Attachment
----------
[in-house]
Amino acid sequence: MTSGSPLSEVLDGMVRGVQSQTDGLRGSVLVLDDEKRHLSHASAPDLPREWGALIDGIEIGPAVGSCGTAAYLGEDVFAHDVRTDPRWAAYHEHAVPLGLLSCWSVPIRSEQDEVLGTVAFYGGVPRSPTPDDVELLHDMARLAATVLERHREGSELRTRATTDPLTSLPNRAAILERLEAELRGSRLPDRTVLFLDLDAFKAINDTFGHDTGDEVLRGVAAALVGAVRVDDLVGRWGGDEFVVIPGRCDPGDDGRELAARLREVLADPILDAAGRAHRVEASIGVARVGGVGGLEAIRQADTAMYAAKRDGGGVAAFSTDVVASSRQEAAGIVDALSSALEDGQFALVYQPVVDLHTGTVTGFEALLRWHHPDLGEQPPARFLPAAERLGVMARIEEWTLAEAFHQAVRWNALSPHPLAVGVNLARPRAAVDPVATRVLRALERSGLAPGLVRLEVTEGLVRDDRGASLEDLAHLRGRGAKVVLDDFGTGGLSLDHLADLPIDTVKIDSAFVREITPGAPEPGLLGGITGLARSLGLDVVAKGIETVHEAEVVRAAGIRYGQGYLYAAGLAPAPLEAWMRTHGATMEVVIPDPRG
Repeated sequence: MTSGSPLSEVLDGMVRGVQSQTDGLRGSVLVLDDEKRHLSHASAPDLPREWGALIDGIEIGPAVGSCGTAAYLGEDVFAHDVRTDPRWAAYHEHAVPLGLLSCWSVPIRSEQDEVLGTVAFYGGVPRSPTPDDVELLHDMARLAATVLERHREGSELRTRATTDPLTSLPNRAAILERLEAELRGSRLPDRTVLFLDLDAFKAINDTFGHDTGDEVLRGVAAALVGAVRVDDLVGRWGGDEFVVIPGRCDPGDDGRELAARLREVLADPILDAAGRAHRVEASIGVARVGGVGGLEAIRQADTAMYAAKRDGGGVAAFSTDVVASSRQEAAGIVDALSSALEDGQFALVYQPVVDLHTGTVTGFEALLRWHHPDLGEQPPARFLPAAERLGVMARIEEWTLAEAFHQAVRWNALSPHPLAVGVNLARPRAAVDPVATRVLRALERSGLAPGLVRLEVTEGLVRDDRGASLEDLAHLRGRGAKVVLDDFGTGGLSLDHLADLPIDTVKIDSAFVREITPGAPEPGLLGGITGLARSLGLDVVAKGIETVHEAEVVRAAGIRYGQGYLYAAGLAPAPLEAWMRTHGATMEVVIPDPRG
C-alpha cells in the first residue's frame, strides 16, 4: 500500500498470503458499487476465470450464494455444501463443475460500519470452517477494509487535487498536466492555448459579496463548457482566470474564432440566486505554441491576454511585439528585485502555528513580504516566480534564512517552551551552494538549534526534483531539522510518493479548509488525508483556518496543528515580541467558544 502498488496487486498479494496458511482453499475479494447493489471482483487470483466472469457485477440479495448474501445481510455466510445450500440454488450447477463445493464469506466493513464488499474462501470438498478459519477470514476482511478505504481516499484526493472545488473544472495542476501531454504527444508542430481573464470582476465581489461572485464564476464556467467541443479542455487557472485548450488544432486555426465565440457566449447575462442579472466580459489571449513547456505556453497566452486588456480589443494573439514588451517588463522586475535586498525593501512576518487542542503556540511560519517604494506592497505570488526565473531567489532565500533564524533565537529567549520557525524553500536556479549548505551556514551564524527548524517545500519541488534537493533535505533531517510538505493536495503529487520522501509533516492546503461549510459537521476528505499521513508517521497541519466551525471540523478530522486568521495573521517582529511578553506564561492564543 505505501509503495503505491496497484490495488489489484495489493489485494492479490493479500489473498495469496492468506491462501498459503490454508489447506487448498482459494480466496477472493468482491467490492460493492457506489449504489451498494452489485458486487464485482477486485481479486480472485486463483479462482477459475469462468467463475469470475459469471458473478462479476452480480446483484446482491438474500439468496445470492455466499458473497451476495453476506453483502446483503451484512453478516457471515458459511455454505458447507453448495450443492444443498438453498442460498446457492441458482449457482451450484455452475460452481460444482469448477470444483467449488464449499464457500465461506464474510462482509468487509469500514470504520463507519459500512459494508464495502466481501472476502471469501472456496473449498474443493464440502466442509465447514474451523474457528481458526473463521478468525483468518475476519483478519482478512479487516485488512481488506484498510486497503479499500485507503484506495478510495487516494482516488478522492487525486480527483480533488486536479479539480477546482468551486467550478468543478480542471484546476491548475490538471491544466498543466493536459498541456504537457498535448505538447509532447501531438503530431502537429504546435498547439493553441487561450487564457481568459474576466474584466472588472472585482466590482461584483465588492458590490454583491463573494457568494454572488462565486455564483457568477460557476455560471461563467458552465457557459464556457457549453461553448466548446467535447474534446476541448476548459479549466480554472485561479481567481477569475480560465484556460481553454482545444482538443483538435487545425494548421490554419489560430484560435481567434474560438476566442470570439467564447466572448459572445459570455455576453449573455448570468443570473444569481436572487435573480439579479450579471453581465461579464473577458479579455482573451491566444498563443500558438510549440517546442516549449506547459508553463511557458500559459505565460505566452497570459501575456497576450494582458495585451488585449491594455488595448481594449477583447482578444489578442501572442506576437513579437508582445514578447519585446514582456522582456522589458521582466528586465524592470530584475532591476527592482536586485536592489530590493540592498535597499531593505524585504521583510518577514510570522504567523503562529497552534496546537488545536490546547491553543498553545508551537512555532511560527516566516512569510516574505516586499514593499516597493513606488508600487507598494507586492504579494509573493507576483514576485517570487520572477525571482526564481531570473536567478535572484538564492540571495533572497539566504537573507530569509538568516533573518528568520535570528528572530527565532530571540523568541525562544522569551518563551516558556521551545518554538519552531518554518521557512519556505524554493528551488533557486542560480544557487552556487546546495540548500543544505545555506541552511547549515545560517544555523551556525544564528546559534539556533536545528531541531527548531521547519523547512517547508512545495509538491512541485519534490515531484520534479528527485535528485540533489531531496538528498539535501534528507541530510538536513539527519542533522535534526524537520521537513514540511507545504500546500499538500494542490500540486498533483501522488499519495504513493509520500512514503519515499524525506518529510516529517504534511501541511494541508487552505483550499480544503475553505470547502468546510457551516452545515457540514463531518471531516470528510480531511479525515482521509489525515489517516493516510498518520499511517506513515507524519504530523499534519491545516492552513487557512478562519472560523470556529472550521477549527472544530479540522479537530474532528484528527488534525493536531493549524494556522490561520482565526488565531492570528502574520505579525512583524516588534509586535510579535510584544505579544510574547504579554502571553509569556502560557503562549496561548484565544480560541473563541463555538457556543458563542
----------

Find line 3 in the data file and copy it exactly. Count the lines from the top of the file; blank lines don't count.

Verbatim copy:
Repeated sequence: MTSGSPLSEVLDGMVRGVQSQTDGLRGSVLVLDDEKRHLSHASAPDLPREWGALIDGIEIGPAVGSCGTAAYLGEDVFAHDVRTDPRWAAYHEHAVPLGLLSCWSVPIRSEQDEVLGTVAFYGGVPRSPTPDDVELLHDMARLAATVLERHREGSELRTRATTDPLTSLPNRAAILERLEAELRGSRLPDRTVLFLDLDAFKAINDTFGHDTGDEVLRGVAAALVGAVRVDDLVGRWGGDEFVVIPGRCDPGDDGRELAARLREVLADPILDAAGRAHRVEASIGVARVGGVGGLEAIRQADTAMYAAKRDGGGVAAFSTDVVASSRQEAAGIVDALSSALEDGQFALVYQPVVDLHTGTVTGFEALLRWHHPDLGEQPPARFLPAAERLGVMARIEEWTLAEAFHQAVRWNALSPHPLAVGVNLARPRAAVDPVATRVLRALERSGLAPGLVRLEVTEGLVRDDRGASLEDLAHLRGRGAKVVLDDFGTGGLSLDHLADLPIDTVKIDSAFVREITPGAPEPGLLGGITGLARSLGLDVVAKGIETVHEAEVVRAAGIRYGQGYLYAAGLAPAPLEAWMRTHGATMEVVIPDPRG